There were a couple if interesting points about the submissions: possibly the very best one of all was one we can’t possibly use. It gives the point of view of Michael in the Peter Pan story and has brilliantly conceived ending. Alas, I don’t think we dare touch it with a barge pole. The copyright issues are so complex. Another submission failed to have the contact details in the footer as requested. It was a shame, but I felt we had to stick to our guns. It was just too much extra work.
We are now getting more submissions than I can comfortably handle. Our administrator is now going to edit one of the books. It will be great once the other two partners are working full time.

Tuesday, 7 April 2009

Judy Waite’s "Game Girls"

This is an excellent read. It tells the story of three girls who go on the game. One is poor, one is over-sexed and one has been abused. These may be reasons not excuses. The surface reason, though, seems to be that they need money – or at least Alix, the ring-leader does and the other two need her friendship. It all becomes complex and dangerous very quickly.
Judy Waite uses a third person present tense narrative and does move though the view points of the three girls. She provides a strong sense of time and place. This with the strong narrative voice gives the reader an emotional closeness to the three main characters. We are able to see them as human and understand why they do what they do.
Waite certainly pushed boundaries with this novel but at least she gives us an honest and open glimpse of something which is of concern for many young women. As well as taking on this very big issue, the author also explores the frequent Young Adult themes of sexuality, relationships, risk-taking and peer pressure.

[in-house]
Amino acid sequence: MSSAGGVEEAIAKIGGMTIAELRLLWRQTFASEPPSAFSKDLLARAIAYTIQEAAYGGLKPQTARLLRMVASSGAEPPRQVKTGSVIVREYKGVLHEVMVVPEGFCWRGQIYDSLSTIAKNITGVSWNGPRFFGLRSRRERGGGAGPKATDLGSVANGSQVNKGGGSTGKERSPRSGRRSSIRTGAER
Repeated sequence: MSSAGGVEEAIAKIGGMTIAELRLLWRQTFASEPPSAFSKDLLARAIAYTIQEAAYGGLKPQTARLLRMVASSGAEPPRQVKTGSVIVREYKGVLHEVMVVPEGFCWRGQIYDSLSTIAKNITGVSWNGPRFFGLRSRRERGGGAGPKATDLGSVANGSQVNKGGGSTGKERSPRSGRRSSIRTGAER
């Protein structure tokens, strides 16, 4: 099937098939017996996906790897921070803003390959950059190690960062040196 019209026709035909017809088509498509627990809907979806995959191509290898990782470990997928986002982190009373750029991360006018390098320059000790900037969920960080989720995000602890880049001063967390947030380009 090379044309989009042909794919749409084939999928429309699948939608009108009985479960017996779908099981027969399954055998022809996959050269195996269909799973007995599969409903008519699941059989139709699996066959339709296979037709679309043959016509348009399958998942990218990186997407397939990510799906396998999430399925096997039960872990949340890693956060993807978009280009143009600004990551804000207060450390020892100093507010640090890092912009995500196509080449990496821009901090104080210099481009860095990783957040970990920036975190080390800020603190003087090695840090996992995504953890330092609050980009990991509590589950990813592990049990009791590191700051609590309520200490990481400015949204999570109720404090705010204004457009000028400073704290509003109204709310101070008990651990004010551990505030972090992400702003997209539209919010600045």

I personally read this book very quickly and couldn’t put it down.

Monday, 6 April 2009

Plans at the Angel Centre

I’ve just had a long lunchtime meeting over the road. Scott Darraugh, the manager, called representatives of all groups together who might be interested in using the café or other Angel Centre space.
I met some interesting people. We were a slightly crazy mixture of creative practitioners and health care workers. It seems there is now a recognised link between mental, emotional and possibly physical health and creativity. One of the healthcare workers approached me about doing reading to do with emotional health. We signalled out The Lombardy Grotto for junior age emotional health, Scum-Bag for 14+ self-esteem and Nick’s Gallery for grief counselling. An interesting contact.
I also met some people who are working on local radio programmes about the earlier lives of older Salford residents. They are looking at the idea of having their word interpreted by younger people. This would be a way of bridging the gape between the generations. Getting some of our students to do this would also help bridge the gap between students and townspeople.
There’s going to be an open day on 30th April There will be a market, live music, and so much more. But they may have to postpone it for a week. I hope they do. I have a long-standing school visit arranged for that day and I really don’t want to miss the open day.
A very useful meeting indeed.

Friday, 3 April 2009

Synopses and Plots

I’m currently marking some of my students’ work. They have had to plot a Young Adult novel and then write a synopsis of it. This is slightly artificial as one normally writer the synopsis after the novel is finished. Yet the plot can be key.